college students

Part One: Why the Humanities Matter in Higher Education

Elizabeth Martin is an Instructional Specialist in the Writing Studies Department at Montclair State University in New Jersey and a staff writer for American Mircoreviews & Interviews. She received her M.F.A. from William Paterson University. Her journalism has appeared in Parsippany Life, Neighbor News and The Suburban Trends. Her creative writing has been published by Neworld Review, Hot Metal Bridge and Menacing Hedge, among others. She’s the recipient of two New Jersey Press Association awards. Currently, she’s at work on a collection of essays. Near the start of every fall semester, I cancel classes for a week to have Read More…


Strategy Two: Emphasize the Relevance Logic for Students

In the second of this two-part series, Lori Watson, Ph.D., professor of philosophy and chair of the Department of Philosophy at University of San Diego, provides insight into “A Concise Introduction to Logic, 13th Edition” by Patrick J. Hurley, co-authored by Watson. As you use this text in your course, utilize Watson’s best practices in your own classroom. Students really enjoy Chapter Three on fallacies. Again, I find an effective teaching method is to get them excited about applying what they’re learning in class to material they come across outside class. An effective assignment here is to ask Read More…


Strategy One: Emphasize the Relevance Logic for Students

In the first of this two-part series, Lori Watson, Ph.D., professor of philosophy and chair of the Department of Philosophy at University of San Diego, provides insight into “A Concise Introduction to Logic, 13th Edition” by Patrick J. Hurley, co-authored by Watson. As you begin using this text in your course, utilize Watson’s best practices in your own classroom.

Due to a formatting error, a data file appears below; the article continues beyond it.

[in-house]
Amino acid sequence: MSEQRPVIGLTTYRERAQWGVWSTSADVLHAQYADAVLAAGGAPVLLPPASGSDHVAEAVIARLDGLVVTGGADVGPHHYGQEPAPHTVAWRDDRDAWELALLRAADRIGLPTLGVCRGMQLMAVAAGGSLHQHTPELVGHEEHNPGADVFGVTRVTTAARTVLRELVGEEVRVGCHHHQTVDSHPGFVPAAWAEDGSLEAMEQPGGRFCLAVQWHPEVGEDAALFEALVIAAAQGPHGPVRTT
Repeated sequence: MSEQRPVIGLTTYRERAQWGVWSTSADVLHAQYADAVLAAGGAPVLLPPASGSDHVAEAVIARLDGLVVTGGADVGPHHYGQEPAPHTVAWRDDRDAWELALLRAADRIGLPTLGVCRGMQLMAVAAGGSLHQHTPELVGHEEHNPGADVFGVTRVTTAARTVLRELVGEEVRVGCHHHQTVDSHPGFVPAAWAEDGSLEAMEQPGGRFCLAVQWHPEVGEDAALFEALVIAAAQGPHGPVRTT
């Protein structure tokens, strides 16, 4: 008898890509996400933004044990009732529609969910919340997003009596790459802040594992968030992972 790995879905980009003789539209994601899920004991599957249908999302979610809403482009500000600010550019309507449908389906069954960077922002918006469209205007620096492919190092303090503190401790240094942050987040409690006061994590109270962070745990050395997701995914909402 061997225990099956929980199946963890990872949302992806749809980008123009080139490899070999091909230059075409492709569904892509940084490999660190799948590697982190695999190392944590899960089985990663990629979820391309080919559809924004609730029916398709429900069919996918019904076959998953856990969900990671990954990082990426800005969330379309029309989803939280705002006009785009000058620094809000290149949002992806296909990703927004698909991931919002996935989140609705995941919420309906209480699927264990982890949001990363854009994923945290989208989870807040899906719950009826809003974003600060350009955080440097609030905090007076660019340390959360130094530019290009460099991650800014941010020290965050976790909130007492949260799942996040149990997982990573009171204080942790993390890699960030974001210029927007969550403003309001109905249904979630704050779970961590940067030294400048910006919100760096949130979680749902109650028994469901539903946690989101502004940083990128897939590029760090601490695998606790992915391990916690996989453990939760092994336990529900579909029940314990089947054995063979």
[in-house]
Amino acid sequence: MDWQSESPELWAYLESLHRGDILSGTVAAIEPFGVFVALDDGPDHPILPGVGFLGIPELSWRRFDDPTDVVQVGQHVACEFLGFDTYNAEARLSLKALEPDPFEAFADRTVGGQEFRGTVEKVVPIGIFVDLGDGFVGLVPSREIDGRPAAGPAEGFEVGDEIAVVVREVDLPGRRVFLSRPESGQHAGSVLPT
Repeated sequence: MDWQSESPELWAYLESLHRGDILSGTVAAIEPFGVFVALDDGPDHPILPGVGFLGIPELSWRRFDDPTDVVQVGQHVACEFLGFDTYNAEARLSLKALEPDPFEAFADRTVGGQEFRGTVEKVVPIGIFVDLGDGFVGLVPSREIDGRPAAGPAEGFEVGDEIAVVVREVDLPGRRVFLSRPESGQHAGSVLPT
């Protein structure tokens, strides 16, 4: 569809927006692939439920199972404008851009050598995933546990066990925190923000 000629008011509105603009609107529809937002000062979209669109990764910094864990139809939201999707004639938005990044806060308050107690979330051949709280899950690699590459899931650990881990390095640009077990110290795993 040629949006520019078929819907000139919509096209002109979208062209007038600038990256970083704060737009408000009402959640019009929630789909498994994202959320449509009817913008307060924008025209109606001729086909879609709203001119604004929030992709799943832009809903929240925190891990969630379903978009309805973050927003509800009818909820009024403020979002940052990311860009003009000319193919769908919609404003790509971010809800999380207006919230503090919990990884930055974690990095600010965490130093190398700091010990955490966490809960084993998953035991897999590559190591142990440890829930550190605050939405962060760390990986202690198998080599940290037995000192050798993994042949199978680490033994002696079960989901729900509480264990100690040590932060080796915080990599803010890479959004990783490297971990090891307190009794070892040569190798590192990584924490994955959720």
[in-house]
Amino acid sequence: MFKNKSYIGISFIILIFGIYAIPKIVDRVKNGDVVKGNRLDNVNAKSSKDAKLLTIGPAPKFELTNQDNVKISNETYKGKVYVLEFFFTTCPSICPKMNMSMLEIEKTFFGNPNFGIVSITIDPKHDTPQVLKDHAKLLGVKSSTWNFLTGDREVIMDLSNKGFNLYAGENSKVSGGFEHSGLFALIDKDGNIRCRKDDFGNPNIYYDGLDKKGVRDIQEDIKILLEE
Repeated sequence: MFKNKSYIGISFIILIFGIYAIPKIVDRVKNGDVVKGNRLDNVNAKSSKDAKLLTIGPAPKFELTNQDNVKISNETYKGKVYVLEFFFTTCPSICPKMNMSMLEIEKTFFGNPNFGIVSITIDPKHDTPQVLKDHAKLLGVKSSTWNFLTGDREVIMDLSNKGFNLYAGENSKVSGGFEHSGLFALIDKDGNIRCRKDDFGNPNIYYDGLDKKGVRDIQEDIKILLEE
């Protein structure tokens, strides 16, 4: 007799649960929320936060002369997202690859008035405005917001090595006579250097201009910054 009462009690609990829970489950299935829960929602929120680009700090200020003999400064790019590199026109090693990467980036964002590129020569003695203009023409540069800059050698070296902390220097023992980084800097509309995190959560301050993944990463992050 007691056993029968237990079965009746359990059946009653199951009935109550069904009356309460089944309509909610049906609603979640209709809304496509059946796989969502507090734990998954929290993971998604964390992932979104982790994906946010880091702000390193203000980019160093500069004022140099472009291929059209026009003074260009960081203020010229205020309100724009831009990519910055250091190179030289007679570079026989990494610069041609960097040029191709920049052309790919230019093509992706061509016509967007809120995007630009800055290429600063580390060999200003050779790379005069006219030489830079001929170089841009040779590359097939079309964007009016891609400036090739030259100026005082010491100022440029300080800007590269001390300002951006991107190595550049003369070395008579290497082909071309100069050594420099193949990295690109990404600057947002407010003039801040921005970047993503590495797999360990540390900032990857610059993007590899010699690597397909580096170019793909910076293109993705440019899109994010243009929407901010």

Arguments are Everywhere!

When teaching Chapter One, I find it really helps to have students look for arguments in the news media or blogs that they frequent—an assignment asking them to locate an argument on a topic they’re interested Read More…


Prepping Students for the Workforce—One Career Project at a Time

In preparing students for the 21st century, we must revisit our curriculum and ask a very important question: “Am I preparing students to compete in a global society, equipping them with the skills requested by prospective employers?” Julie Bort, in her article, 3 Skills College Grads Still Need to Learn to Impress Hiring Managers, posits a survey conducted by compensation software company PayScale. The survey included 64,000 hiring managers and about 14,000 college grads. Interestingly, 44% of the managers pointed out that writing proficiency is a skill in which recent college graduates were deficient. This Read More…


Stats Beyond STEM

Anne Arundel Community College (AACC), a much lauded school located in Arnold, Maryland, recently announced that for students not seeking degrees in either science, technology, engineering or math (STEM), college algebra or trigonometry will no longer be a mandatory prerequisite. The school instead offers a course they believe to be more immediately relevant for a non-STEM student—elementary statistics. This shift from the traditional model—to mandate that all students take a beyond high-school algebra course—is happening in schools all over the country, and it makes sense. Jobs in America dependent upon statistics knowledge are projected to Read More…